Latest research suggests tight glucose control for diabetics

The latest research into diabetes has come up with some interesting results.

It has been found that keeping tight control of blood sugar levels in type 2 diabetics reduces the risk of kidney disease by 21 percent, and that weight gain, the use of multiple drug combinations and getting blood sugar too low, too quickly may all have been factors in causing early deaths.

The research into blood sugar levels has found that intensive glucose control brought blood sugar levels below or down to standard glucose control recommendations.

In a study where at the outset the average hemoglobin A1c was 7.5% amongst 11,000 patients randomly selected to undergo intensive glucose control, over a 5 year period a target A1c level of 6.5% or lower, was achieved.

At an average follow-up of 5 years, average A1c fell to 6.5% in the intensive group compared with 7.3% in the standard group.

Dr. Anushka Patel of The George Institute for International Health in Sydney, Australia, says no evidence of an increase in cardiovascular deaths or deaths from all causes was seen with intensive glucose management.

Dr. Patel says their study Advance found there was a 10% decrease in overall heart-related "events," and the risk of kidney disease was decreased 21% with tight blood sugar control.

This is in direct contrast with the findings of another study, called Accord, carried out earlier in the U.S. which was stopped when it appeared that intensive glucose management was associated with an increased risk of death.

Dr. Hertzel Gerstein of McMaster University in Ontario and colleagues found that five percent of patients given intensive drug treatment in Accord died of any cause during the 3.5 years before the trial was stopped, and cardiovascular deaths were also higher among those who got more treatment.

Both studies were designed to measure the benefits of using drugs to dramatically lower blood sugar in diabetes but there were some key differences between the Advance and Accord studies.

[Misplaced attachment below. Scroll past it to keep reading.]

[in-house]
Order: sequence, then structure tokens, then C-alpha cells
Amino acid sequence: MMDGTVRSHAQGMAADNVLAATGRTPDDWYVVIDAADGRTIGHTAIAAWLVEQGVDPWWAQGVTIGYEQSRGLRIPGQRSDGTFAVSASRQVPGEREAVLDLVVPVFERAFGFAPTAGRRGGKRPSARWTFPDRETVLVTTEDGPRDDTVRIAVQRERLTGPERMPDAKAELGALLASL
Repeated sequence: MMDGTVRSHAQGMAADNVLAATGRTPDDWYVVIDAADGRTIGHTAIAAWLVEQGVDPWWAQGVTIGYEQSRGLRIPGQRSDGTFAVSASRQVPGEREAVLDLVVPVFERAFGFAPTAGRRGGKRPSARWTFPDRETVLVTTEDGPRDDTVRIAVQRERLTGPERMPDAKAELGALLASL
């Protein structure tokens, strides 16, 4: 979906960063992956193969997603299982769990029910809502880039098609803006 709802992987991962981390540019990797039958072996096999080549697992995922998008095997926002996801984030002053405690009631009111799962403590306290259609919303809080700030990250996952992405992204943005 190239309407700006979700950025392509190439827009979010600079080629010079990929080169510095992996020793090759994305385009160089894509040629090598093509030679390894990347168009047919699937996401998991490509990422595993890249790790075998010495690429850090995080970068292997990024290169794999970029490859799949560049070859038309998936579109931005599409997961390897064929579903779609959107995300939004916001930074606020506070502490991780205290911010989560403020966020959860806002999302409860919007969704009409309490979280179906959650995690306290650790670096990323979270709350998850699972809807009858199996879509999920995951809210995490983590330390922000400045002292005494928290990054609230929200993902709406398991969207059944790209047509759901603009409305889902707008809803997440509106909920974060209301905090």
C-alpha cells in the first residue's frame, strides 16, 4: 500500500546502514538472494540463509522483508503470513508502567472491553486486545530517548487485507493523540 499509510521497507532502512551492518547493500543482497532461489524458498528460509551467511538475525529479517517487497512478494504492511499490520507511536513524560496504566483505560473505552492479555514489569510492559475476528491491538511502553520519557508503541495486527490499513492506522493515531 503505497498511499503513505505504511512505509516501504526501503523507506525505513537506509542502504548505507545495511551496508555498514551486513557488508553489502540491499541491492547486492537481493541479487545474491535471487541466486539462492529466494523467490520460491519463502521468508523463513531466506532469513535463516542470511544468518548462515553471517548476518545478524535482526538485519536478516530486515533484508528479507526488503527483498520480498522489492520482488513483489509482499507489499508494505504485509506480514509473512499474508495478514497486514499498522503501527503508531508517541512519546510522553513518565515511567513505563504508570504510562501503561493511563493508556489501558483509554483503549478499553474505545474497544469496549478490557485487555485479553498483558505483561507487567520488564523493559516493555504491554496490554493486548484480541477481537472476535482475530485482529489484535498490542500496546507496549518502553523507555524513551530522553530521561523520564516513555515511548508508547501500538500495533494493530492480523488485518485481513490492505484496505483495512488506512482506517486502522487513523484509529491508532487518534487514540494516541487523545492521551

The Accord trial involved 10,000 patients whose hemoglobin A1c was 8 on average, and the goal was to get it down to 6 which was possibly too low as they appeared more likely to have severe low blood sugar crises that required medical help.

The Accord group also took a greater variety of drugs from several classes, had their prescriptions changed more often and also gained more weight - which in itself would have had an impact on the risks and symptoms of both diabetes and heart disease.

Patients in the intensive arm of Advance were treated primarily with moderate-release gliclazide, a drug in an older class known as sulfonylureas whereas in Accord they were given a new class of drugs called rosiglitazones.

Many experts believe the goal should be to get average blood sugar levels as measured by hemoglobin A1c to 7 and no lower.

Experts suggest that in the Accord trial weight gain, the use of multiple drug combinations and perhaps even getting blood sugar too low, too fast may all have been factors in causing early deaths.

Many experts believe the goal should be to get average blood sugar levels as measured by hemoglobin A1c to 7 and no lower.

Dr. Patel says the results suggest that the guideline recommendations for tight glucose control are appropriate.

Details of both trials were released online in the New England Journal of Medicine on Friday and reported at the annual meeting of the American Diabetes Association.

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